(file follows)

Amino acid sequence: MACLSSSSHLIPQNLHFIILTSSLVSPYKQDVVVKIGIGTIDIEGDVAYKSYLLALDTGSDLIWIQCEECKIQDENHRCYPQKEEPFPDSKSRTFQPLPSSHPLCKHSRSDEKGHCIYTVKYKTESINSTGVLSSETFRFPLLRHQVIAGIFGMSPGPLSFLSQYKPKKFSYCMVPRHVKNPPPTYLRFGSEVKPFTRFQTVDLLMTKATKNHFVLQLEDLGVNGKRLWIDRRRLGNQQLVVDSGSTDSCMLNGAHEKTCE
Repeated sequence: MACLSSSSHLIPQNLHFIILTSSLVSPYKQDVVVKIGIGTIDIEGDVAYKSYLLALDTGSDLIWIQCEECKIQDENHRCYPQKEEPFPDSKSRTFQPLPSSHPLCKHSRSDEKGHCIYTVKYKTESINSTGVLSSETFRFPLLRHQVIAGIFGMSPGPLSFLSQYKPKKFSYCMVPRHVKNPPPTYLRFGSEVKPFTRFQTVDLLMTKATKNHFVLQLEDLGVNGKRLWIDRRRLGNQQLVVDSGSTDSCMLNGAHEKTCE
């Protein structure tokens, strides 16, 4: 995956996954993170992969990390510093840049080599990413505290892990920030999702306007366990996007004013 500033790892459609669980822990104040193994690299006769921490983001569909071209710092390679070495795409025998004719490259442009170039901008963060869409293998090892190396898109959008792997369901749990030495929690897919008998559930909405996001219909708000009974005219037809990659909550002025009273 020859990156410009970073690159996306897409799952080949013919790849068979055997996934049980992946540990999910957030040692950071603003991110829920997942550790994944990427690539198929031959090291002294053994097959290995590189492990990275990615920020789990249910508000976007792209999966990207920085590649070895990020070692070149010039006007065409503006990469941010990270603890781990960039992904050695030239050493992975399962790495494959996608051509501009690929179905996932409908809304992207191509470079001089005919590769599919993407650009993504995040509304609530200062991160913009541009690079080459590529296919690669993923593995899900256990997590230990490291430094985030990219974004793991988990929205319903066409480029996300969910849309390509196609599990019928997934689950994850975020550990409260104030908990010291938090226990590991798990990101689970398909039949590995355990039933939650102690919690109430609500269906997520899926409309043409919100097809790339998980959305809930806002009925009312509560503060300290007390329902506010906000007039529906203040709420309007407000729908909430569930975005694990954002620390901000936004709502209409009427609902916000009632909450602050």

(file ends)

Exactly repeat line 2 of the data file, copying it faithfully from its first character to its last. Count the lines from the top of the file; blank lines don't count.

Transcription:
Repeated sequence: MACLSSSSHLIPQNLHFIILTSSLVSPYKQDVVVKIGIGTIDIEGDVAYKSYLLALDTGSDLIWIQCEECKIQDENHRCYPQKEEPFPDSKSRTFQPLPSSHPLCKHSRSDEKGHCIYTVKYKTESINSTGVLSSETFRFPLLRHQVIAGIFGMSPGPLSFLSQYKPKKFSYCMVPRHVKNPPPTYLRFGSEVKPFTRFQTVDLLMTKATKNHFVLQLEDLGVNGKRLWIDRRRLGNQQLVVDSGSTDSCMLNGAHEKTCE